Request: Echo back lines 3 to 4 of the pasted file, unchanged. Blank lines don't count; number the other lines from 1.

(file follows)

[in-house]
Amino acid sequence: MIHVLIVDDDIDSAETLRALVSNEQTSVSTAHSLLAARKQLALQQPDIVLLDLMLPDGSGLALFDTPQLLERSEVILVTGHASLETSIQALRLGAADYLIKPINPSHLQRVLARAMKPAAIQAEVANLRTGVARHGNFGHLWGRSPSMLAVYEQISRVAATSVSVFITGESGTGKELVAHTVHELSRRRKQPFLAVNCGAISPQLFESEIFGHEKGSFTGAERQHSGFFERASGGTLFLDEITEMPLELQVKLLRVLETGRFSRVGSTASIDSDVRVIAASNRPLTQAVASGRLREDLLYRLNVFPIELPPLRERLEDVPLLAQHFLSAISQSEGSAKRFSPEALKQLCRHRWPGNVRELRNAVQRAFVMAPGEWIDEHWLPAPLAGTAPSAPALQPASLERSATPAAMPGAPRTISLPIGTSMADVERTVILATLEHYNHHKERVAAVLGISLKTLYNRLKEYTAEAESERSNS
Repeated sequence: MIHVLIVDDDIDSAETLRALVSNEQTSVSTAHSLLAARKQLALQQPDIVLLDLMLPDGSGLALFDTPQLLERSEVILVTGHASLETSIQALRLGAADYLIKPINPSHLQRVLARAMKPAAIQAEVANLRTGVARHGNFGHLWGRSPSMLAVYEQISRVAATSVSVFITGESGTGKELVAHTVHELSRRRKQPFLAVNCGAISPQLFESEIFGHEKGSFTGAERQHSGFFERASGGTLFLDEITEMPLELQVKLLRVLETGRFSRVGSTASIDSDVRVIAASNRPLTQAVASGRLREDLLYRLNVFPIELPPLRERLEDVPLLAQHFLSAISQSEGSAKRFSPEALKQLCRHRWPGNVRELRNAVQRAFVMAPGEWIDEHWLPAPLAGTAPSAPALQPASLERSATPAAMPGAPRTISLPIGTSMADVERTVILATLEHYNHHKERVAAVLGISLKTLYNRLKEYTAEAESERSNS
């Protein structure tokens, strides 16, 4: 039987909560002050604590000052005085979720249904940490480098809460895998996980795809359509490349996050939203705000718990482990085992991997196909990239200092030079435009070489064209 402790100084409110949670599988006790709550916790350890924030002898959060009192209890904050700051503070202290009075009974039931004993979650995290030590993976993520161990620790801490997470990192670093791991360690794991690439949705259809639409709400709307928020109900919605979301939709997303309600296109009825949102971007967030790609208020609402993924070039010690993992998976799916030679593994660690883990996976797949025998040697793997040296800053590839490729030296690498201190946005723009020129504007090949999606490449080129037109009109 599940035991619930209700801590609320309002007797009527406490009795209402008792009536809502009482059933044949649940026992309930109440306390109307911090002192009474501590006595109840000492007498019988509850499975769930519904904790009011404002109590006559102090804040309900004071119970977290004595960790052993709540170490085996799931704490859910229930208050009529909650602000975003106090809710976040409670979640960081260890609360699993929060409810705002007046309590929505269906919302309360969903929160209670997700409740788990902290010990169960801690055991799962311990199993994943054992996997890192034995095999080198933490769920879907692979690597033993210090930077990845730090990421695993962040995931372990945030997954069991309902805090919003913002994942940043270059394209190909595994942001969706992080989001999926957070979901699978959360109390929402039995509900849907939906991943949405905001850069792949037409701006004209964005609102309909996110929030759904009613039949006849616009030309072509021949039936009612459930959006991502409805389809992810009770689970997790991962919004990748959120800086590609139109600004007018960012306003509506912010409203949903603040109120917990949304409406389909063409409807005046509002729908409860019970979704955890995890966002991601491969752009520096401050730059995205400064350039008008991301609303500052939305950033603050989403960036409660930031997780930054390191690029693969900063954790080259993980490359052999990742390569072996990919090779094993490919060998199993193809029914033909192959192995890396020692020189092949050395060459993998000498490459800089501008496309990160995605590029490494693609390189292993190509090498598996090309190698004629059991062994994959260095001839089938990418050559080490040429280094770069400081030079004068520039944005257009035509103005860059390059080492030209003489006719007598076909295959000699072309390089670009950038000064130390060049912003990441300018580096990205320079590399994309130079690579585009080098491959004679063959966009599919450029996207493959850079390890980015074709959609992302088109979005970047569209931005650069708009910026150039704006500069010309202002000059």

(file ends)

Repeated sequence: MIHVLIVDDDIDSAETLRALVSNEQTSVSTAHSLLAARKQLALQQPDIVLLDLMLPDGSGLALFDTPQLLERSEVILVTGHASLETSIQALRLGAADYLIKPINPSHLQRVLARAMKPAAIQAEVANLRTGVARHGNFGHLWGRSPSMLAVYEQISRVAATSVSVFITGESGTGKELVAHTVHELSRRRKQPFLAVNCGAISPQLFESEIFGHEKGSFTGAERQHSGFFERASGGTLFLDEITEMPLELQVKLLRVLETGRFSRVGSTASIDSDVRVIAASNRPLTQAVASGRLREDLLYRLNVFPIELPPLRERLEDVPLLAQHFLSAISQSEGSAKRFSPEALKQLCRHRWPGNVRELRNAVQRAFVMAPGEWIDEHWLPAPLAGTAPSAPALQPASLERSATPAAMPGAPRTISLPIGTSMADVERTVILATLEHYNHHKERVAAVLGISLKTLYNRLKEYTAEAESERSNS
């Protein structure tokens, strides 16, 4: 039987909560002050604590000052005085979720249904940490480098809460895998996980795809359509490349996050939203705000718990482990085992991997196909990239200092030079435009070489064209 402790100084409110949670599988006790709550916790350890924030002898959060009192209890904050700051503070202290009075009974039931004993979650995290030590993976993520161990620790801490997470990192670093791991360690794991690439949705259809639409709400709307928020109900919605979301939709997303309600296109009825949102971007967030790609208020609402993924070039010690993992998976799916030679593994660690883990996976797949025998040697793997040296800053590839490729030296690498201190946005723009020129504007090949999606490449080129037109009109 599940035991619930209700801590609320309002007797009527406490009795209402008792009536809502009482059933044949649940026992309930109440306390109307911090002192009474501590006595109840000492007498019988509850499975769930519904904790009011404002109590006559102090804040309900004071119970977290004595960790052993709540170490085996799931704490859910229930208050009529909650602000975003106090809710976040409670979640960081260890609360699993929060409810705002007046309590929505269906919302309360969903929160209670997700409740788990902290010990169960801690055991799962311990199993994943054992996997890192034995095999080198933490769920879907692979690597033993210090930077990845730090990421695993962040995931372990945030997954069991309902805090919003913002994942940043270059394209190909595994942001969706992080989001999926957070979901699978959360109390929402039995509900849907939906991943949405905001850069792949037409701006004209964005609102309909996110929030759904009613039949006849616009030309072509021949039936009612459930959006991502409805389809992810009770689970997790991962919004990748959120800086590609139109600004007018960012306003509506912010409203949903603040109120917990949304409406389909063409409807005046509002729908409860019970979704955890995890966002991601491969752009520096401050730059995205400064350039008008991301609303500052939305950033603050989403960036409660930031997780930054390191690029693969900063954790080259993980490359052999990742390569072996990919090779094993490919060998199993193809029914033909192959192995890396020692020189092949050395060459993998000498490459800089501008496309990160995605590029490494693609390189292993190509090498598996090309190698004629059991062994994959260095001839089938990418050559080490040429280094770069400081030079004068520039944005257009035509103005860059390059080492030209003489006719007598076909295959000699072309390089670009950038000064130390060049912003990441300018580096990205320079590399994309130079690579585009080098491959004679063959966009599919450029996207493959850079390890980015074709959609992302088109979005970047569209931005650069708009910026150039704006500069010309202002000059």